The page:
Articles

Touch and the Body (pages 30-67). Summary Full Text
Gallace & Spence
This review addresses the role of early sensory areas in the awareness of tactile information in humans. The results of recent studies dealing with this important topic are critically discussed: In particular, we report on evidence from neuropsychology, neurophysiology, neuroimaging, and behavioral experiments that have highlighted the crucial role played by the primary somatosensory cortex (SI) in mediating our awareness of tactile information. Phenomena, such as tactile hallucinations, tactile illusions, the perception of supernumerary limbs, and synaesthesia are also discussed. The research reviewed here clearly shows that the activation of SI is necessary, but not sufficient, for the awareness of touch. On the basis of the evidence outlined here, we propose a neurocognitive model that provides a conceptual framework in which to interpret the results of the literature regarding tactile consciousness.
Seeing Seeing (pages 68-78). Summary Full Text
Rensink
This paper discusses several key issues concerning consciousness and human vision. A brief overview is presented of recent developments in this area, including issues that have been resolved and issues that remain unsettled. Based on this, three Hilbert questions are proposed. These involve three related sets of issues: the kinds of visual experience that exist, the kinds of visual attention that exist, and the ways that these relate to each other.
Against Treating Introspection as Perception-Like (pages 79-86). Summary Full Text
Smith
Abstract: A perceptual theory of introspection is one that treats introspection as a species of perception or as a special case of perception. Additionally, a perceptual theory of introspection is one for which introspection shares at least some of the essential features of perception. However, I will show that there are certain essential features of perception that introspection lacks. Moreover, those features common to perception and introspection are insufficient to distinguish perception from belief. Thus, there is good reason to deny that introspection fits a perceptual model of introspection.
Free choice & voluntary action (pages 87-98). Summary Full Text
Nachev
A preliminary to any valid theory of voluntary action is a conceptual framework that permits it to be tested empirically. Where deficits in the conceptual framework make this impossible, the empirical data become uninterpretable. Here I show that “free choice” and “conflict” tasks exhibit such deficits, casting doubt on the testability of any theory that depends on them. I suggest that a revaluation of the tasks used to study voluntary action is necessary.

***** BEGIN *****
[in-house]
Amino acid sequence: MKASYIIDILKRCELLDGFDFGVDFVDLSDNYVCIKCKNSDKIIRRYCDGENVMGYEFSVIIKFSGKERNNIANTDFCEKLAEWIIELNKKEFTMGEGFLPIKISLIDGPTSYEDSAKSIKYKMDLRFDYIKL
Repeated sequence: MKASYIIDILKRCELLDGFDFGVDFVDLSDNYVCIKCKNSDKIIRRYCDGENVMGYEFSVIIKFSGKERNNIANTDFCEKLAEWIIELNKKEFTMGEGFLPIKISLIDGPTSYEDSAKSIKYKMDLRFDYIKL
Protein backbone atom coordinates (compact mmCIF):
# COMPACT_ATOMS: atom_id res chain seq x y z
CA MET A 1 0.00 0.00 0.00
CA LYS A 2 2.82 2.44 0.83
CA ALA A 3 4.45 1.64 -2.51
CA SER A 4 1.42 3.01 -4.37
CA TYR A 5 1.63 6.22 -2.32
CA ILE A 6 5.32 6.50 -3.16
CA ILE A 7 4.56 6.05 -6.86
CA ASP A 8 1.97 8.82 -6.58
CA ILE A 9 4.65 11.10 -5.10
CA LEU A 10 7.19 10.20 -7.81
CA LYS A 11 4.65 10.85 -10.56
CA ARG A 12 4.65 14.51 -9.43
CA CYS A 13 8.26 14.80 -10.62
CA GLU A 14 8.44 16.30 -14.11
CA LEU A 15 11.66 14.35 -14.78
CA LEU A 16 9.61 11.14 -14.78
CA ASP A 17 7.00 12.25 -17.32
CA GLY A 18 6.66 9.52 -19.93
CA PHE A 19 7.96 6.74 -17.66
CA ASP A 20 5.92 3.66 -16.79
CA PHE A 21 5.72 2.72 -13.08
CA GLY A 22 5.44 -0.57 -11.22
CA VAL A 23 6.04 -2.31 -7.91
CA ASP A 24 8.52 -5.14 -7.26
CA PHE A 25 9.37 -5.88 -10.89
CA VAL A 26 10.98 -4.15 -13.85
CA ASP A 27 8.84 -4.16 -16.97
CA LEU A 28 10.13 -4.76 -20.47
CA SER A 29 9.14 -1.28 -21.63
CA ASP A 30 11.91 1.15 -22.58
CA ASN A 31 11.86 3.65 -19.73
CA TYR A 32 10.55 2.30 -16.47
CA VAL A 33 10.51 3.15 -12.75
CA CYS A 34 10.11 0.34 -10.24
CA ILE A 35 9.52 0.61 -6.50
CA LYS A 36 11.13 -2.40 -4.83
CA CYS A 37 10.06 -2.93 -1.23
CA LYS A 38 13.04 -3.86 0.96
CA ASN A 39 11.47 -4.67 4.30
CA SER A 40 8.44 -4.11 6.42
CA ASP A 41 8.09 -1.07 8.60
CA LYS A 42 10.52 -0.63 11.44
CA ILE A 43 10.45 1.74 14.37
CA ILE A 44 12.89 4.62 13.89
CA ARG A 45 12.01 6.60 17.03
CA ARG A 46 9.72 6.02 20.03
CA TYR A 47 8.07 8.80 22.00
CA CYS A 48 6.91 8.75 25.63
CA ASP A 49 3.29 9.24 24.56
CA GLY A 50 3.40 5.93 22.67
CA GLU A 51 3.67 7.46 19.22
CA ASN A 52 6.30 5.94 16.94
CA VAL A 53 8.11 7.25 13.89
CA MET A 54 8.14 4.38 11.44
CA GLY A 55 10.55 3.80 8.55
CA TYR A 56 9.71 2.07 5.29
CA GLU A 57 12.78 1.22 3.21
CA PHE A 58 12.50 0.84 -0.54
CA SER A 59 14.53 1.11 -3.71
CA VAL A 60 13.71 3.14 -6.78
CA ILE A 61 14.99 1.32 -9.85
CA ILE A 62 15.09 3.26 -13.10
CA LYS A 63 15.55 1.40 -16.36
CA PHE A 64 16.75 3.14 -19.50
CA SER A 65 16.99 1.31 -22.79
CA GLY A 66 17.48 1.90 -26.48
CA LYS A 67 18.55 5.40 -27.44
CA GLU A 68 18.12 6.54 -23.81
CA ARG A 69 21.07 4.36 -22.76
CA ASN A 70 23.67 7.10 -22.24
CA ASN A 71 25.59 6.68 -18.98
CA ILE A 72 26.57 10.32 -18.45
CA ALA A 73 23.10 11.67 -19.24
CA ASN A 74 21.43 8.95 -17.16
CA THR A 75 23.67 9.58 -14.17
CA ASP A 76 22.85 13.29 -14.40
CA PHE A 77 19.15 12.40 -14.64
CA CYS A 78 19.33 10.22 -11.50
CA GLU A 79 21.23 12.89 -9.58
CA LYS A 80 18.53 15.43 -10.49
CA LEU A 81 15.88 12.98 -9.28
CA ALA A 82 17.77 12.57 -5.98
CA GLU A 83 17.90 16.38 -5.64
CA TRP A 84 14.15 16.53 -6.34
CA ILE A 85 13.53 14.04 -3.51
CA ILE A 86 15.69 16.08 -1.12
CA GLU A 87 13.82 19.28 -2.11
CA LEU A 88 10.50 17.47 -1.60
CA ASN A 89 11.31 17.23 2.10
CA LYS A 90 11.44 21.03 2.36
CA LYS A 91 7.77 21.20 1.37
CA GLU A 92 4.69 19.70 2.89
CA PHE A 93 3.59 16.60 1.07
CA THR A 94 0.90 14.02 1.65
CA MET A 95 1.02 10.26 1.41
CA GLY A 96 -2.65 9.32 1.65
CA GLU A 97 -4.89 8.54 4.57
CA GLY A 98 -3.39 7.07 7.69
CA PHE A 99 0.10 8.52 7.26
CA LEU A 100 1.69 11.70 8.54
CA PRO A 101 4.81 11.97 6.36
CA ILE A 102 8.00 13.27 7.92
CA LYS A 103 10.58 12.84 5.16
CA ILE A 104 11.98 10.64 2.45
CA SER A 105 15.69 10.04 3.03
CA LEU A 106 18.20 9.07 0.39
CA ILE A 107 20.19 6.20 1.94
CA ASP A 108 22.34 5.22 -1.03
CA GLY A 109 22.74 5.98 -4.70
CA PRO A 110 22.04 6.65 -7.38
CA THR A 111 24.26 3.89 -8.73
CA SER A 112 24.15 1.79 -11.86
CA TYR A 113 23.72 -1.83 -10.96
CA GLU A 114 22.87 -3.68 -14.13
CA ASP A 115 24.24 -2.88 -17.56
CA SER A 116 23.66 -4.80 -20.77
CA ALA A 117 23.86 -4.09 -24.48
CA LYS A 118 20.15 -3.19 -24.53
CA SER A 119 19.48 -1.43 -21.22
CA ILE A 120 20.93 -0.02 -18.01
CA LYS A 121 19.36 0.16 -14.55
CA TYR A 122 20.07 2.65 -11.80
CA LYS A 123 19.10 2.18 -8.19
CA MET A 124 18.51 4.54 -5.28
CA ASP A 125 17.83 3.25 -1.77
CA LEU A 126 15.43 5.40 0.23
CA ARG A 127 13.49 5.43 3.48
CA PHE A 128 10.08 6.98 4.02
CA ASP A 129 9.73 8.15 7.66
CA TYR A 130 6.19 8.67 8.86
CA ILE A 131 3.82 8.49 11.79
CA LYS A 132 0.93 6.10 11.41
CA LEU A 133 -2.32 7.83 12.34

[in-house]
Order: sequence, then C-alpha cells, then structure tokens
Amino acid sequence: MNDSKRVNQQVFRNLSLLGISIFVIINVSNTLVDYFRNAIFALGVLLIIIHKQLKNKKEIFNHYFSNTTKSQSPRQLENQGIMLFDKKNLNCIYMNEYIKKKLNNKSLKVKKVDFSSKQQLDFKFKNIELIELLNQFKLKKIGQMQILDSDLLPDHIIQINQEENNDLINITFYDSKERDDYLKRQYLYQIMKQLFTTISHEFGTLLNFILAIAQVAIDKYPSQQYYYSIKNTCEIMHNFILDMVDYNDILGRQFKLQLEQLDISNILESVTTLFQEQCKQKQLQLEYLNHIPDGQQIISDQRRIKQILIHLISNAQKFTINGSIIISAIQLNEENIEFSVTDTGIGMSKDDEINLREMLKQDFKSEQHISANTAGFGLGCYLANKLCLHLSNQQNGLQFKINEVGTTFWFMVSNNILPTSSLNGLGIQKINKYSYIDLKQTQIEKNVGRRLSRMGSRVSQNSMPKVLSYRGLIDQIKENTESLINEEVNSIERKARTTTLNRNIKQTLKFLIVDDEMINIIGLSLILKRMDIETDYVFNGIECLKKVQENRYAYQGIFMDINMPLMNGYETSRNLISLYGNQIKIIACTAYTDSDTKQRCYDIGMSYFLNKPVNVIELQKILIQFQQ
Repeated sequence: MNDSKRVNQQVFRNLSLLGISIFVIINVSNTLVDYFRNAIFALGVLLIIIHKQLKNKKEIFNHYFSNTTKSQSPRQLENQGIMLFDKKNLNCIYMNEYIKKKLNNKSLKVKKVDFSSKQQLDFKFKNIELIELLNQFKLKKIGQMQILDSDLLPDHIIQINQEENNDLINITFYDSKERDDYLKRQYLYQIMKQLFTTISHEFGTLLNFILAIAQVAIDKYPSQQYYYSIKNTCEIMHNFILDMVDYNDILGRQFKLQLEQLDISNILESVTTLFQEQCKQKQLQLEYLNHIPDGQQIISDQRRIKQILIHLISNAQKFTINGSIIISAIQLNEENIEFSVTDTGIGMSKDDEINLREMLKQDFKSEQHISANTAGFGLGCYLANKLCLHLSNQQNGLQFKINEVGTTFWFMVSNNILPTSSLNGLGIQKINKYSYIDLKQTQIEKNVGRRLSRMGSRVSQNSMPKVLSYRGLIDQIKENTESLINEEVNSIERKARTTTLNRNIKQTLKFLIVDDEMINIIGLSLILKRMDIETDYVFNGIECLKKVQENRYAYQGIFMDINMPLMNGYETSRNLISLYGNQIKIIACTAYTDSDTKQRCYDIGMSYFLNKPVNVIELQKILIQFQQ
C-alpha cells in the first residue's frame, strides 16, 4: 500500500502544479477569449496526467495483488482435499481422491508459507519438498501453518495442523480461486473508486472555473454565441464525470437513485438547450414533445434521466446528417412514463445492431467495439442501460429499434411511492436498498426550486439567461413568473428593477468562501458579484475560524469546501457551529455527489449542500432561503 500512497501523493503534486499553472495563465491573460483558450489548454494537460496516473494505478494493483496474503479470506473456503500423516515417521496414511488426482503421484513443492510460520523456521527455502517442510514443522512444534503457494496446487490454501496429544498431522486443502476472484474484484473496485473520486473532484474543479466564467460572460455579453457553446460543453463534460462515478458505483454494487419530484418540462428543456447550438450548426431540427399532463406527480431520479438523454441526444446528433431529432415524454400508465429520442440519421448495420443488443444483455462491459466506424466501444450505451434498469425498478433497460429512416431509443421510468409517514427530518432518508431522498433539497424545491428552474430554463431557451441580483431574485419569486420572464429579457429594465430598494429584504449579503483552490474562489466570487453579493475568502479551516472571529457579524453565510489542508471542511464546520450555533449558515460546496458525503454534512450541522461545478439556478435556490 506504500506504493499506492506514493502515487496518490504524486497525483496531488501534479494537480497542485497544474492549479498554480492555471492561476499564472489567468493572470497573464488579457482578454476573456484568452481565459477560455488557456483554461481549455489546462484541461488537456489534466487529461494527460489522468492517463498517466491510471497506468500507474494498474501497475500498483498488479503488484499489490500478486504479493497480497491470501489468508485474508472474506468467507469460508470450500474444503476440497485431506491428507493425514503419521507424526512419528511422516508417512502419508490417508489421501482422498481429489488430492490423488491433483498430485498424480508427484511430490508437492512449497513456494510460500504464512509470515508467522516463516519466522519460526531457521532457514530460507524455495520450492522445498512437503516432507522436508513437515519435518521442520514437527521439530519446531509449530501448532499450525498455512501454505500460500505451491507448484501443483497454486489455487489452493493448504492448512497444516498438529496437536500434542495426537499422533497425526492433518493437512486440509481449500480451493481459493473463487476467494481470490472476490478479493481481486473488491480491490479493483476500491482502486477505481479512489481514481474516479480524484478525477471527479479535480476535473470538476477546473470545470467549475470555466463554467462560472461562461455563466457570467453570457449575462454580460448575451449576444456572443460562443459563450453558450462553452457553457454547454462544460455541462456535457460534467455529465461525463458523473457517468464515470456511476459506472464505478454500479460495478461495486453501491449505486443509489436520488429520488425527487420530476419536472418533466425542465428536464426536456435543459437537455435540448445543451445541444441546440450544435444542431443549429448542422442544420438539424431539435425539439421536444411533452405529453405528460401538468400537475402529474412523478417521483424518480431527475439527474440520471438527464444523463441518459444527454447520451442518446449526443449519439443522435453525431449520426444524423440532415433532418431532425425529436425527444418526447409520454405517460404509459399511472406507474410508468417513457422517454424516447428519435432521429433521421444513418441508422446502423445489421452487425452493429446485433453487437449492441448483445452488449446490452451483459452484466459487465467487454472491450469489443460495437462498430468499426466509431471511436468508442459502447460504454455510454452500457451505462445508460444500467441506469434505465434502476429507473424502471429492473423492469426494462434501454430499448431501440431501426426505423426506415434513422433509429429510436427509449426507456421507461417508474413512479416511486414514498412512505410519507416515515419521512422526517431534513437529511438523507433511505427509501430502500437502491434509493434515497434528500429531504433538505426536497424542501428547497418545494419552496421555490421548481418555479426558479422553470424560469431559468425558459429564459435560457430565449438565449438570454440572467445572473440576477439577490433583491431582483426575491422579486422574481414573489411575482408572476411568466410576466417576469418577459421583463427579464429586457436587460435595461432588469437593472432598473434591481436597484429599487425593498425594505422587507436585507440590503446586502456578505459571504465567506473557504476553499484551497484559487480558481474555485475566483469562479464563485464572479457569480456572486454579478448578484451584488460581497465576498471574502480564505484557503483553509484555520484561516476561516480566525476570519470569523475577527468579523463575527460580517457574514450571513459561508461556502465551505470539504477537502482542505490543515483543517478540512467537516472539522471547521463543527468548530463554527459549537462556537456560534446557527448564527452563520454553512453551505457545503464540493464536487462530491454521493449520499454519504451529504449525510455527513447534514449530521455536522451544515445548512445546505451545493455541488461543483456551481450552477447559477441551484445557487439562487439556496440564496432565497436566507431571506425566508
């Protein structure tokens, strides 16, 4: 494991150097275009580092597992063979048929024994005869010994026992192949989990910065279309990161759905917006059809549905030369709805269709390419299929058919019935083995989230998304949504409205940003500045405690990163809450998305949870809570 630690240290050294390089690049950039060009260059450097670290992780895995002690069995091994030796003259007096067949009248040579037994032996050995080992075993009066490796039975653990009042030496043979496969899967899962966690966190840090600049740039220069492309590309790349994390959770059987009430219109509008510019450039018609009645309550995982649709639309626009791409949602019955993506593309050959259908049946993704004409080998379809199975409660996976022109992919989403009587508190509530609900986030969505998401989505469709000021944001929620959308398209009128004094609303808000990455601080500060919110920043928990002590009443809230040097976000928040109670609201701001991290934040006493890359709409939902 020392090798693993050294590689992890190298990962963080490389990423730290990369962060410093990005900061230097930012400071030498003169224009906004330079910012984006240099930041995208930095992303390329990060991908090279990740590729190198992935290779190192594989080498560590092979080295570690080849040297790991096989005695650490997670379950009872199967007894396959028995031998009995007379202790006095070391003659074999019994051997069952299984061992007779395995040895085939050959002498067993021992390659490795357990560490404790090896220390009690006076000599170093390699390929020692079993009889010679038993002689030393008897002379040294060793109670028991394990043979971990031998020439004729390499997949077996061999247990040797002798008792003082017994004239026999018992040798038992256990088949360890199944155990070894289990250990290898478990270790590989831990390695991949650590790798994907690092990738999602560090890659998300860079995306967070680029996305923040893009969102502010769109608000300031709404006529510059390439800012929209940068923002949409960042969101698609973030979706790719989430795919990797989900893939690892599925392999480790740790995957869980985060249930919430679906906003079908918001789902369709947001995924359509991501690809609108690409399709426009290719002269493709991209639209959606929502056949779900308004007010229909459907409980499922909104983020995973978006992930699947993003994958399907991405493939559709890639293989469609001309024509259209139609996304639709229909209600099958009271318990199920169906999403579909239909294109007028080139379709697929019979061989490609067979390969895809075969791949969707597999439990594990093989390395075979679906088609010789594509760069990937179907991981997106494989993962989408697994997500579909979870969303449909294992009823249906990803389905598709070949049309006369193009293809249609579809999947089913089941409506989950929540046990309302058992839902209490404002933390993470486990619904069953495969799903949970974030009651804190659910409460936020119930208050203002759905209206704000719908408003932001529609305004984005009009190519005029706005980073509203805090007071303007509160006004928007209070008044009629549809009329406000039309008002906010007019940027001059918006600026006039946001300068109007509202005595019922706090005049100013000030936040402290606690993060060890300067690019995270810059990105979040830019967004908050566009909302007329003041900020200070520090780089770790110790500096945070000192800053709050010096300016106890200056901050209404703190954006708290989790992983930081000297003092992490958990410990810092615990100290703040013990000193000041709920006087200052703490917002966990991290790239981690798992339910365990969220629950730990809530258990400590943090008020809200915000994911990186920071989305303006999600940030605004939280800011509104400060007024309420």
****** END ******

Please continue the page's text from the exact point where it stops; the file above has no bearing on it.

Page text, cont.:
Embodied Freedom and the Escape from Uncertainty (pages 99-107). Summary Full Text
Kotchoubey
Abstract: Behavioral actions can attain their intended result either when all possible details and intervening factors are controlled in advance by the action plan, or when only the final outcome is taken into account while the rest is left for on-line correction. Both ways have numerous advantages and disadvantages. The former can be applied only in very simple instances and therefore, puts very strong limits on the complexity of behavior. The latter can be used for action plans of practically unlimited complexity. Such movements are free because they are determined not by their environmental conditions but by their future result. To perform them, however, the executive system must admit its principal inability to predict and control everything in advance. This produces high emotional load, that is, the anxiety to meet uncertain and uncontrollable environments. Humans avoid this feeling of uncontrollability by developing doctrines like Divine Providence or the modern neuroscientific determinism. Such doctrines are based on intuitively plausible (but scientifically wrong) identification of causality with necessity and predictability. To claim the principal predictability of the world (and thus to remove anxiety), they invent arguments denying the freedom of voluntary actions.

Cover Page Photograph by Francesco Bianchi-Demicheli